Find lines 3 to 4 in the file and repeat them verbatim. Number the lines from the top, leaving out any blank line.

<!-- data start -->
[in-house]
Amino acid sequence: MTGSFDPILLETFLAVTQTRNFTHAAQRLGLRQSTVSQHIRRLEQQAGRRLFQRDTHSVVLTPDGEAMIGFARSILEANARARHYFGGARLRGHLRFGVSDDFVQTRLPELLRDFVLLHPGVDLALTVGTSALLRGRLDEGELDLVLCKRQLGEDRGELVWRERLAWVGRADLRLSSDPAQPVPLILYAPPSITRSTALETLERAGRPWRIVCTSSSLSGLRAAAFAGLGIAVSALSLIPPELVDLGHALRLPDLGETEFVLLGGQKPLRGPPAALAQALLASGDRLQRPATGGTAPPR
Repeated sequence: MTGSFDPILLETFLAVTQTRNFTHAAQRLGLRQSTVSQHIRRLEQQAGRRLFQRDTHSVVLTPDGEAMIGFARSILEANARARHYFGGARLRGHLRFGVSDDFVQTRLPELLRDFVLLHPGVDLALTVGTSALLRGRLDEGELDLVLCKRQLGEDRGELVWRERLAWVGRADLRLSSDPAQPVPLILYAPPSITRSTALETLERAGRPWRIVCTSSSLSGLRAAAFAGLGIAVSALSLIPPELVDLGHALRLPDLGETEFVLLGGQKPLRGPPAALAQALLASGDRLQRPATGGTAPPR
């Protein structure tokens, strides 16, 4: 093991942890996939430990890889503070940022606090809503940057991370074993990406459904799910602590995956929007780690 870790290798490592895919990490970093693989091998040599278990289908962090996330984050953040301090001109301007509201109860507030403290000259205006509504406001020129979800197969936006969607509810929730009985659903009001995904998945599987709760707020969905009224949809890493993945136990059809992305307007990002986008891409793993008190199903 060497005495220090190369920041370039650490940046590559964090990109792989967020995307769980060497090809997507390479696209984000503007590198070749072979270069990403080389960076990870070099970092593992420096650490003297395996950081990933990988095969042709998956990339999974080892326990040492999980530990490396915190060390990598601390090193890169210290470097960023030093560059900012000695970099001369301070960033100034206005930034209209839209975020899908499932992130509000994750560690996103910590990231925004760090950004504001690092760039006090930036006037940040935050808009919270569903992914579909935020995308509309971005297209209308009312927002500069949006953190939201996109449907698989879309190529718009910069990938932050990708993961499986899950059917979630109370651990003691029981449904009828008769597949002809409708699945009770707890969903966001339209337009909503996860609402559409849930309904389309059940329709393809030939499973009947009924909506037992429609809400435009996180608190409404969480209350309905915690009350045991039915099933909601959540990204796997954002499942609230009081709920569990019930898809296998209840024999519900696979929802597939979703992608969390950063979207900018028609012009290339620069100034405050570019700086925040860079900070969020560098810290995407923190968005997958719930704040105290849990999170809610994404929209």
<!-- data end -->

Repeated sequence: MTGSFDPILLETFLAVTQTRNFTHAAQRLGLRQSTVSQHIRRLEQQAGRRLFQRDTHSVVLTPDGEAMIGFARSILEANARARHYFGGARLRGHLRFGVSDDFVQTRLPELLRDFVLLHPGVDLALTVGTSALLRGRLDEGELDLVLCKRQLGEDRGELVWRERLAWVGRADLRLSSDPAQPVPLILYAPPSITRSTALETLERAGRPWRIVCTSSSLSGLRAAAFAGLGIAVSALSLIPPELVDLGHALRLPDLGETEFVLLGGQKPLRGPPAALAQALLASGDRLQRPATGGTAPPR
């Protein structure tokens, strides 16, 4: 093991942890996939430990890889503070940022606090809503940057991370074993990406459904799910602590995956929007780690 870790290798490592895919990490970093693989091998040599278990289908962090996330984050953040301090001109301007509201109860507030403290000259205006509504406001020129979800197969936006969607509810929730009985659903009001995904998945599987709760707020969905009224949809890493993945136990059809992305307007990002986008891409793993008190199903 060497005495220090190369920041370039650490940046590559964090990109792989967020995307769980060497090809997507390479696209984000503007590198070749072979270069990403080389960076990870070099970092593992420096650490003297395996950081990933990988095969042709998956990339999974080892326990040492999980530990490396915190060390990598601390090193890169210290470097960023030093560059900012000695970099001369301070960033100034206005930034209209839209975020899908499932992130509000994750560690996103910590990231925004760090950004504001690092760039006090930036006037940040935050808009919270569903992914579909935020995308509309971005297209209308009312927002500069949006953190939201996109449907698989879309190529718009910069990938932050990708993961499986899950059917979630109370651990003691029981449904009828008769597949002809409708699945009770707890969903966001339209337009909503996860609402559409849930309904389309059940329709393809030939499973009947009924909506037992429609809400435009996180608190409404969480209350309905915690009350045991039915099933909601959540990204796997954002499942609230009081709920569990019930898809296998209840024999519900696979929802597939979703992608969390950063979207900018028609012009290339620069100034405050570019700086925040860079900070969020560098810290995407923190968005997958719930704040105290849990999170809610994404929209």